Lovespring International

TV review by
Lucy Maher, Common Sense Media
Lovespring International TV Poster Image
Improv dating sitcom misfires; older teens OK.

Parents say

No reviews yetAdd your rating

Kids say

No reviews yetAdd your rating

Did this review miss something on diversity?

Research shows a connection between kids' healthy self-esteem and positive, diverse representations in books, TV shows, and movies. Want to help us help them? Suggest a diversity update

A lot or a little?

The parents' guide to what's in this TV show.

Positive Messages

The leads exhibit poor workplace bahavior -- they're petty, competitive, and dysfunctional. One character has been in an adulterous relationship for 20 years.


One of the main characters is a lothario, and the show has some sexual innuendo. Two men are caught in a clandestine clinch. The show is set at a dating service, so relationships are a main theme.


Mild cursing, such as "jackass."


Regular mentions of sponsor/real dating Web site

Drinking, Drugs & Smoking

In one episode, a late-night work project ends with one of the characters consuming an entire bottle of whisky.

What parents need to know

Parents need to know that this show takes place in a highly dysfunctional office in which the employees often exhibit poor judgment. One of the female leads has been in a 20-year relationship with a married man; her colleague is a closeted gay man in a loveless marriage.

User Reviews

  • Parents say
  • Kids say

There aren't any reviews yet. Be the first to review this title.

There aren't any reviews yet. Be the first to review this title.

What's the story?

In Lifetime's improvisational sitcom LOVESPRING INTERNATIONAL (executive produced by Will & Grace's Eric McCormack, viewers get an inside peek at the goings-on at a Beverly Hills-based dating service. Leading the group is Victoria Ratchford (Jane Lynch, A Mighty Wind, The 40-Year-Old Virgin), who owns Lovespring and rules the office with an iron fist. Joining her are "relationship consultants" Burke Kristopher (Sam Pancake) and Lydia Mayhew (Wendi McLendon-Covey), who compete against each other for Ratchford's attention; slimy psychologist Steve Morris (Jack Plotnick), who uses a touchy-feely approach to soothing the worries of Lovespring's clients; Tiffany Riley Clarke (Jennifer Elise Cox), a ditsy receptionist who has an up-close view of her colleagues' comings and goings; and Alex Odom (Mystro Clark), a videographer who tries to keep his distance from his co-workers.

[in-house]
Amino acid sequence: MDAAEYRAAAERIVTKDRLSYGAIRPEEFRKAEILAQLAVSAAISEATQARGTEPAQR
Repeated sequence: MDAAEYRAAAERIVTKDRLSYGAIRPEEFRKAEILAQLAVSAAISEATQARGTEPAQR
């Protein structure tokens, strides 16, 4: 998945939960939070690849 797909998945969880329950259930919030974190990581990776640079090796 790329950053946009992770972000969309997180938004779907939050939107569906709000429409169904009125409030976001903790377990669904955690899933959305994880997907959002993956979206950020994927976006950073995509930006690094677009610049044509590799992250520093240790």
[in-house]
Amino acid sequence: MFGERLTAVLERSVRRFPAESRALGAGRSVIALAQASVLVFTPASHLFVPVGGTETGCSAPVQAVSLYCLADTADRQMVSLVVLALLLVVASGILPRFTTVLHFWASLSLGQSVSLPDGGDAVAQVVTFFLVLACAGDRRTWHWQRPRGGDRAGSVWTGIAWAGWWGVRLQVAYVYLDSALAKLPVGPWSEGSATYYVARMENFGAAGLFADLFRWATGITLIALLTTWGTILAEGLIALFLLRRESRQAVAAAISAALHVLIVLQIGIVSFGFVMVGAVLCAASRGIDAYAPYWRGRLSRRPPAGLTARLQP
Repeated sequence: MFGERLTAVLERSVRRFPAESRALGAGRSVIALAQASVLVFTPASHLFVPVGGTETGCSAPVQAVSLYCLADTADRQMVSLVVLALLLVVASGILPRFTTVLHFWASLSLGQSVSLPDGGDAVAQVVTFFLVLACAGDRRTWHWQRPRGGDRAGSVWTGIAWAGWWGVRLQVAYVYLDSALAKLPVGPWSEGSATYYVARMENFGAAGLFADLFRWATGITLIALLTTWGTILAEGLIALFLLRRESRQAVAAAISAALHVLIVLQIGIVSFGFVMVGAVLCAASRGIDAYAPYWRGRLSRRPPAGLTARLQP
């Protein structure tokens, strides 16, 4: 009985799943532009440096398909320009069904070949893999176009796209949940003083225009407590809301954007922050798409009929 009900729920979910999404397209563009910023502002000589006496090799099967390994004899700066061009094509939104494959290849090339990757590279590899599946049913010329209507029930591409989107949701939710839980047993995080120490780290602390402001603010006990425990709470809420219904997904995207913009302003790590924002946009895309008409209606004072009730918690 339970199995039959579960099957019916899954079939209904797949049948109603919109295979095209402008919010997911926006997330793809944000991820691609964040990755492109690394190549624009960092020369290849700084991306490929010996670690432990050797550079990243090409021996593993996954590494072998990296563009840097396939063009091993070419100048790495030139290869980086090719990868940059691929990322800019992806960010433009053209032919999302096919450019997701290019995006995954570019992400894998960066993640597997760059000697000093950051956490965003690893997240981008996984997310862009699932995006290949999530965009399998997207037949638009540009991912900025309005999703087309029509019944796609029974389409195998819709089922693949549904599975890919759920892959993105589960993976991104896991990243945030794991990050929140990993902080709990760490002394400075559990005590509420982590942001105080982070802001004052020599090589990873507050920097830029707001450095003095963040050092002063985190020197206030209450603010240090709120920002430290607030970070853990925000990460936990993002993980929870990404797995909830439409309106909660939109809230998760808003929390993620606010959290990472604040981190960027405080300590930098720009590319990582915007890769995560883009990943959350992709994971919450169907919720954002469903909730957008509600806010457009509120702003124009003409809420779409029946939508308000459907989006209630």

Is it any good?

Adult viewers will find the irony laced throughout each improvised episode entertaining; like NBC's The Office, it riffs on the idiosyncracies inherent in many workplaces. But on the other hand, many of the show's jokes are at the expense of the firm's clients, who, because they're too heavy or have too many annoying habits, haven't been able to settle down. What's more, parents might find the personal lives of some of the show's characters objectionable.

Talk to your kids about ...

  • Families can talk about appropriate workplace behavior. Why is it important to do a good job at work (or, for teens, at school)? What should you do when you see colleagues or classmates being dishonest? Families can also talk about dating. Would you ever consider using a dating service to help you find a mate? What criteria are important to you in selecting a boyfriend or girlfriend? Why?

TV details

Our editors recommend

Common Sense Media's unbiased ratings are created by expert reviewers and aren't influenced by the product's creators or by any of our funders, affiliates, or partners.

See how we rate

Streaming options powered by JustWatch

About these links

Common Sense Media, a nonprofit organization, earns a small affiliate fee from Amazon or iTunes when you use our links to make a purchase. Thank you for your support.

Read more

Our ratings are based on child development best practices. We display the minimum age for which content is developmentally appropriate. The star rating reflects overall quality.

Learn how we rate